The lovely links at Laytown and Bettystown has undergone many changes over the course of its 108-year history but they pale into insignificance compared to the radical redesign proposed to the members two weeks ago.
Asked by the club to come up with a masterplan for a family club that has produced two top class golfers and links course design experts such as Declan Branigan and Des Smyth, Danish architects Spogárd & Van der Vaart presented around 250 of the 1,000 members with a two-loop design that proposes what Donald Trump might describe as a "blowing up" the course to create something almost completely new.
Should the club overcome what it expects will be considerable planning and environmental obstacles, not to mention potential opposition from local residents who use dunes and the beach, few parts of the old course will be left intact after a redesign that could cost more than €1 million.
Created by young Danish architect Philip Sogárd, who became known to the club for his recent work at County Louth, what's so arresting about the "conceptual masterplan" is not just the creation of four new finishing holes in the dunes along the seaside or the elimination of such iconic holes as the the third, sixth, seventh and eighth — the first and second are also to be replaced by a practice ground — but the reasons behind the club's desire to effectively rip up their course.
Add to that the decision not to consult honorary members Branigan and Smyth — albeit two figures who are now well-removed from day to day club affairs compared to their early days — and there is much to ponder.
Why so many changes?
"We have had a look at the trends for Bettystown over the last number of years and the trends for golfing overall," explained Russell Durnin, Chairman of the Greens Committee.
"And one of the constant feedbacks we are getting is that as people are getting older, they want to have an option to play less than 18 holes and still finish relatively close to the clubhouse.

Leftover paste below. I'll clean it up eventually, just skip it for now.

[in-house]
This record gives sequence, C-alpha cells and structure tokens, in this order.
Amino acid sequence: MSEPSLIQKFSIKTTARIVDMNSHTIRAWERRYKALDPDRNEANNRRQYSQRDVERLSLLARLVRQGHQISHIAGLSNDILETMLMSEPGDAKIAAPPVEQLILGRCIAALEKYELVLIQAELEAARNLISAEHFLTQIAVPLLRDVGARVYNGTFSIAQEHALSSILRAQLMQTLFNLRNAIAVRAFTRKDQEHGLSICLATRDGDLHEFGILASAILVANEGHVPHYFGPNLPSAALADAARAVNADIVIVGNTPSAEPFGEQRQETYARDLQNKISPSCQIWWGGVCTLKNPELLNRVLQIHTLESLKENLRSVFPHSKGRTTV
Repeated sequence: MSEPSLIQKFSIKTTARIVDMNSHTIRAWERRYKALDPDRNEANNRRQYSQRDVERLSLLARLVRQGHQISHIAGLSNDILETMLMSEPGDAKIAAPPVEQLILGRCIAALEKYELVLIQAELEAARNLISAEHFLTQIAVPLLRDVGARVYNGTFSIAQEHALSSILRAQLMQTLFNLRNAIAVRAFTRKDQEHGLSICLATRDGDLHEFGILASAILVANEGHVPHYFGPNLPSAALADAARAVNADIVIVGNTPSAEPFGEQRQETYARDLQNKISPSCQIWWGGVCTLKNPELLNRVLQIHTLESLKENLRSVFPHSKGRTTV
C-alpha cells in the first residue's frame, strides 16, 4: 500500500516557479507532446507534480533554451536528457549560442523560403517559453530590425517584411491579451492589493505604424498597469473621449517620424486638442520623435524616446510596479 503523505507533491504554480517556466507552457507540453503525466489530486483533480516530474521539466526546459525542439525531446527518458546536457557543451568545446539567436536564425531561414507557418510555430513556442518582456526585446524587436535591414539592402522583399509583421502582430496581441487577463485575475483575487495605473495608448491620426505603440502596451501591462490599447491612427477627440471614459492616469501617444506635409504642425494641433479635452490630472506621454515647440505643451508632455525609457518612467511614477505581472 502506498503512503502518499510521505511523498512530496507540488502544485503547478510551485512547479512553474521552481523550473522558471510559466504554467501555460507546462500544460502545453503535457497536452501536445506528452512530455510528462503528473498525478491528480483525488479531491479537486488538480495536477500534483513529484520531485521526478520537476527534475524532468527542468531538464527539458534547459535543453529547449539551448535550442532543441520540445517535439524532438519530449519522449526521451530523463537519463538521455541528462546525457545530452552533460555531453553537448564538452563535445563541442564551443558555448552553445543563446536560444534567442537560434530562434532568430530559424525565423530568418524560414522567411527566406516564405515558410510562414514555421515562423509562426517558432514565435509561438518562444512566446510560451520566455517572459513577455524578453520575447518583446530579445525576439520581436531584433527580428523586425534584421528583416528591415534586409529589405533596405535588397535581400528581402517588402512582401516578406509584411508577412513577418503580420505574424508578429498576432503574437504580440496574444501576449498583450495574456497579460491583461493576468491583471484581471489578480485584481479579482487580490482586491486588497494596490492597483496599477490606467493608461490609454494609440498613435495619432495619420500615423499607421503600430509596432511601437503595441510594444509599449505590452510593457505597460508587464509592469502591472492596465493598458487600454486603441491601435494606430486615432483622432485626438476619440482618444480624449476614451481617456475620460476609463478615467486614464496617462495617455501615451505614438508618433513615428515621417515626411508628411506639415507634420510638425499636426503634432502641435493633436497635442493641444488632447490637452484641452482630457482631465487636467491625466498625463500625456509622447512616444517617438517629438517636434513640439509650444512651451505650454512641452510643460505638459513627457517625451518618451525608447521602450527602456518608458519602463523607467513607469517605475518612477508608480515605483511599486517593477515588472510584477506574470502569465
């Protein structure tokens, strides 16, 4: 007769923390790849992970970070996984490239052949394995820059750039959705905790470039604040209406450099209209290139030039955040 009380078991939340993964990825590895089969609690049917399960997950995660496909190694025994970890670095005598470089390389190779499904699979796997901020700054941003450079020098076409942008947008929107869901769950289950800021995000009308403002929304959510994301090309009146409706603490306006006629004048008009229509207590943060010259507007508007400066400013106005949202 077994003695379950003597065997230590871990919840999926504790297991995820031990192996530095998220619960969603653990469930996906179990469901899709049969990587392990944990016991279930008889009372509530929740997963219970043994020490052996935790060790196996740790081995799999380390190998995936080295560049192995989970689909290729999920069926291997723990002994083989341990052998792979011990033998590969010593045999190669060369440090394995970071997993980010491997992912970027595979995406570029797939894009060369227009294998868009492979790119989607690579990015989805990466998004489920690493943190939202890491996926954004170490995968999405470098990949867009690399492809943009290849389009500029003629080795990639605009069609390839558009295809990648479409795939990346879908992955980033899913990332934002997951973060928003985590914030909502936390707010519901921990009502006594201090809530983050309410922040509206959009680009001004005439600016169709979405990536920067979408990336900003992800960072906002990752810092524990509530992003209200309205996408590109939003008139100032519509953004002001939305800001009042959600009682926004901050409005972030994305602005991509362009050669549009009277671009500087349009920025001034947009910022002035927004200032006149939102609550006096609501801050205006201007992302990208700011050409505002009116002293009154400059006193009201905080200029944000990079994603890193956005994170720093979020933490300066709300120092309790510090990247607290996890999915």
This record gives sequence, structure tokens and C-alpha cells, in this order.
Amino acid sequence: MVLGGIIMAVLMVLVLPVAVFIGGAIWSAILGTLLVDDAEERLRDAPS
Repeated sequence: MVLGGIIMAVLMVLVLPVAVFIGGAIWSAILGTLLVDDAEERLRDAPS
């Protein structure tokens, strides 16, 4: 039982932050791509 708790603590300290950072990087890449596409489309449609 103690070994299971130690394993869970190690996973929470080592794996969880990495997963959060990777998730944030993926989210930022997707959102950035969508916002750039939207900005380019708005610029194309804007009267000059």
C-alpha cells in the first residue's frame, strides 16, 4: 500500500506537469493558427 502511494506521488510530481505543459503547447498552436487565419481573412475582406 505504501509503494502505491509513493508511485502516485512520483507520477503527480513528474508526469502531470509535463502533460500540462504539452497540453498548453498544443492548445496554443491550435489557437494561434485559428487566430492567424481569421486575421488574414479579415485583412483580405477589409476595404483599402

"We think that as much as some people are time-rich — the older generation — the younger generation has money but not the time to spend four or five hours playing golf.
"With the way golf is changing, giving the members the option of playing less than 18 holes and finishing closer to the clubhouse is one of things we think we can achieve with the new layout."
The club has 1,000 members in all categories but fears for the future as its membership ages and few young people are taking up the game.
“Looking at the data for the past ten years, our revenue is decreasing year on year; our membership numbers are decreasing year on year, and we are struggling to maintain our membership at full quotas," Durnin said.
"Like every golf course, we have an ageing membership. And we have a missing generation. We have five full members between the ages of 20 and 30. Five in total.
"Between 30 and 40 we have less than 20 full members. So there is a missing generation, and Bettystown is no different to other clubs. We feel that if we are pro-active, we may be able to offer something to the members in the locality and get people back playing golf.